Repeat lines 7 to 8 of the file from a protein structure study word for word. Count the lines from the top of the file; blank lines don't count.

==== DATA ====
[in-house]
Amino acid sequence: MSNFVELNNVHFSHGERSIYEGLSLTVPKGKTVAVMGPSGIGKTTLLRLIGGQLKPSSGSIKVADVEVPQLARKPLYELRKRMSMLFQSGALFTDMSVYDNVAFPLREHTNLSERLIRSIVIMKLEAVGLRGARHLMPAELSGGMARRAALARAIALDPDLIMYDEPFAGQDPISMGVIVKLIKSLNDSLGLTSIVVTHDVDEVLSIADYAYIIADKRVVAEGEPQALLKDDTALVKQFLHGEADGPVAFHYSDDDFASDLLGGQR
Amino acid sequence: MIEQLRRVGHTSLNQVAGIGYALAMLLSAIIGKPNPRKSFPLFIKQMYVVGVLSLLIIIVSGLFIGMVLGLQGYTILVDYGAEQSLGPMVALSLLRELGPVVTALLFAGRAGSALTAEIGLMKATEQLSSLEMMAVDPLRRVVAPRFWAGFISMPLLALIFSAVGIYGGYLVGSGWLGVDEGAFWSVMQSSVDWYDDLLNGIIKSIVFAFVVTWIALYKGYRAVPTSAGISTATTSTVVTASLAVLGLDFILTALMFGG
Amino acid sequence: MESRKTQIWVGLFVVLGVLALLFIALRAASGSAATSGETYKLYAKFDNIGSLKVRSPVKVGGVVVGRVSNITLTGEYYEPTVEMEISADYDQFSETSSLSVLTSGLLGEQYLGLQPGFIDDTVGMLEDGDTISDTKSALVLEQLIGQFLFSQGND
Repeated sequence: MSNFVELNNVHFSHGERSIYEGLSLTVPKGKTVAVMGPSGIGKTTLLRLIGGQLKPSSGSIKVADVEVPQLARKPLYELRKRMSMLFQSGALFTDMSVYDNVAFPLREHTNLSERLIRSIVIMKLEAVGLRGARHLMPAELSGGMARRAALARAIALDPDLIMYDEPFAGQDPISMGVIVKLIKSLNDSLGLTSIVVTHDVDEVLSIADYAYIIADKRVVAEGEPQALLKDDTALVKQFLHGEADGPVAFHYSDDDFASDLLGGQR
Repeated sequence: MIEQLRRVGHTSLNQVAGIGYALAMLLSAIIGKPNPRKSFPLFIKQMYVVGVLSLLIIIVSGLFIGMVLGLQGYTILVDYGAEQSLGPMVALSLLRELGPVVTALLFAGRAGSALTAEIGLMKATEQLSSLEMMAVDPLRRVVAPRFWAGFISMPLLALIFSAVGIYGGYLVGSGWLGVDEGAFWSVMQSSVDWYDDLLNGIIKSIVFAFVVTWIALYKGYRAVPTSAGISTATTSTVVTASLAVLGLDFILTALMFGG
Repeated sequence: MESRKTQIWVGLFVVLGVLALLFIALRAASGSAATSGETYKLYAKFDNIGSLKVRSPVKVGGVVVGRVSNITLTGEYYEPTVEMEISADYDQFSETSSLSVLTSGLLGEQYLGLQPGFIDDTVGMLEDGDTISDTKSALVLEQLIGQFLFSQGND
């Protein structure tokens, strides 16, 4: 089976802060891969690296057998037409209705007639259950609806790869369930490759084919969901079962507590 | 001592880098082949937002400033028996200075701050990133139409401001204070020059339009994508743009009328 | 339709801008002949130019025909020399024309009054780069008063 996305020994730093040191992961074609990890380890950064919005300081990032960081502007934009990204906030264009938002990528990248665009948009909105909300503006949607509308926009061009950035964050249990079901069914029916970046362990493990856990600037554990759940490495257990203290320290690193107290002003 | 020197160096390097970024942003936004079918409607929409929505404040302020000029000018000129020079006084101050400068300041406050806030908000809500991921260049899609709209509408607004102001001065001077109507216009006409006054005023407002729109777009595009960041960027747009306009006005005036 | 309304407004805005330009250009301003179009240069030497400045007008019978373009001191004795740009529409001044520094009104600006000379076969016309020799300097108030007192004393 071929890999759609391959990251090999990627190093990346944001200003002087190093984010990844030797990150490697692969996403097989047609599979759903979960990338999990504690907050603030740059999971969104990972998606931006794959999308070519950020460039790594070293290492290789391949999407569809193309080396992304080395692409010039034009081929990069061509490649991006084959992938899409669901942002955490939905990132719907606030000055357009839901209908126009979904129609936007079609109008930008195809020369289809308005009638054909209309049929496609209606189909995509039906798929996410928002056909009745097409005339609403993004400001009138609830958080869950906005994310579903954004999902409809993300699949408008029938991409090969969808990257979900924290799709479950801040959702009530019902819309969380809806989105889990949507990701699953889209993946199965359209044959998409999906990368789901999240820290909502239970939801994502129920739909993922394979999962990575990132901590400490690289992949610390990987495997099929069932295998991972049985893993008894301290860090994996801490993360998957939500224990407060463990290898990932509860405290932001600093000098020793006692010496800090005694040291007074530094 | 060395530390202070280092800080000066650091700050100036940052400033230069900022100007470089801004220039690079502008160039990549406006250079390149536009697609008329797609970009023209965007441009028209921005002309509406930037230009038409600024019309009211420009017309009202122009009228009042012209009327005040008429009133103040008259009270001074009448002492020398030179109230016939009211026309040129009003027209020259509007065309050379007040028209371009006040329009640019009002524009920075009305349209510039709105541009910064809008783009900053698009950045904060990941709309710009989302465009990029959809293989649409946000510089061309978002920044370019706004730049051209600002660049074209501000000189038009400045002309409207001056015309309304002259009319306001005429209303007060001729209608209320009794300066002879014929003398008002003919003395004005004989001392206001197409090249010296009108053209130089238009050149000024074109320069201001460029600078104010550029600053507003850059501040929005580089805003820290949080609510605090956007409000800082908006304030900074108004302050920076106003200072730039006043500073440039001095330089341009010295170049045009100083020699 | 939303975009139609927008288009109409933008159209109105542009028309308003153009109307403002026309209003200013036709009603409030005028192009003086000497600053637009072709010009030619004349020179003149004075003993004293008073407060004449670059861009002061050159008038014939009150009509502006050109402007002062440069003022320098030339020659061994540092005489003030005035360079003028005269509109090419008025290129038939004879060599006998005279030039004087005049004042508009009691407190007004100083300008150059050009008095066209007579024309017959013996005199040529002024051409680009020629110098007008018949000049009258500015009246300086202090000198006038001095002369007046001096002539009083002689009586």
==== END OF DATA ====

Repeated sequence: MESRKTQIWVGLFVVLGVLALLFIALRAASGSAATSGETYKLYAKFDNIGSLKVRSPVKVGGVVVGRVSNITLTGEYYEPTVEMEISADYDQFSETSSLSVLTSGLLGEQYLGLQPGFIDDTVGMLEDGDTISDTKSALVLEQLIGQFLFSQGND
């Protein structure tokens, strides 16, 4: 089976802060891969690296057998037409209705007639259950609806790869369930490759084919969901079962507590 | 001592880098082949937002400033028996200075701050990133139409401001204070020059339009994508743009009328 | 339709801008002949130019025909020399024309009054780069008063 996305020994730093040191992961074609990890380890950064919005300081990032960081502007934009990204906030264009938002990528990248665009948009909105909300503006949607509308926009061009950035964050249990079901069914029916970046362990493990856990600037554990759940490495257990203290320290690193107290002003 | 020197160096390097970024942003936004079918409607929409929505404040302020000029000018000129020079006084101050400068300041406050806030908000809500991921260049899609709209509408607004102001001065001077109507216009006409006054005023407002729109777009595009960041960027747009306009006005005036 | 309304407004805005330009250009301003179009240069030497400045007008019978373009001191004795740009529409001044520094009104600006000379076969016309020799300097108030007192004393 071929890999759609391959990251090999990627190093990346944001200003002087190093984010990844030797990150490697692969996403097989047609599979759903979960990338999990504690907050603030740059999971969104990972998606931006794959999308070519950020460039790594070293290492290789391949999407569809193309080396992304080395692409010039034009081929990069061509490649991006084959992938899409669901942002955490939905990132719907606030000055357009839901209908126009979904129609936007079609109008930008195809020369289809308005009638054909209309049929496609209606189909995509039906798929996410928002056909009745097409005339609403993004400001009138609830958080869950906005994310579903954004999902409809993300699949408008029938991409090969969808990257979900924290799709479950801040959702009530019902819309969380809806989105889990949507990701699953889209993946199965359209044959998409999906990368789901999240820290909502239970939801994502129920739909993922394979999962990575990132901590400490690289992949610390990987495997099929069932295998991972049985893993008894301290860090994996801490993360998957939500224990407060463990290898990932509860405290932001600093000098020793006692010496800090005694040291007074530094 | 060395530390202070280092800080000066650091700050100036940052400033230069900022100007470089801004220039690079502008160039990549406006250079390149536009697609008329797609970009023209965007441009028209921005002309509406930037230009038409600024019309009211420009017309009202122009009228009042012209009327005040008429009133103040008259009270001074009448002492020398030179109230016939009211026309040129009003027209020259509007065309050379007040028209371009006040329009640019009002524009920075009305349209510039709105541009910064809008783009900053698009950045904060990941709309710009989302465009990029959809293989649409946000510089061309978002920044370019706004730049051209600002660049074209501000000189038009400045002309409207001056015309309304002259009319306001005429209303007060001729209608209320009794300066002879014929003398008002003919003395004005004989001392206001197409090249010296009108053209130089238009050149000024074109320069201001460029600078104010550029600053507003850059501040929005580089805003820290949080609510605090956007409000800082908006304030900074108004302050920076106003200072730039006043500073440039001095330089341009010295170049045009100083020699 | 939303975009139609927008288009109409933008159209109105542009028309308003153009109307403002026309209003200013036709009603409030005028192009003086000497600053637009072709010009030619004349020179003149004075003993004293008073407060004449670059861009002061050159008038014939009150009509502006050109402007002062440069003022320098030339020659061994540092005489003030005035360079003028005269509109090419008025290129038939004879060599006998005279030039004087005049004042508009009691407190007004100083300008150059050009008095066209007579024309017959013996005199040529002024051409680009020629110098007008018949000049009258500015009246300086202090000198006038001095002369007046001096002539009083002689009586």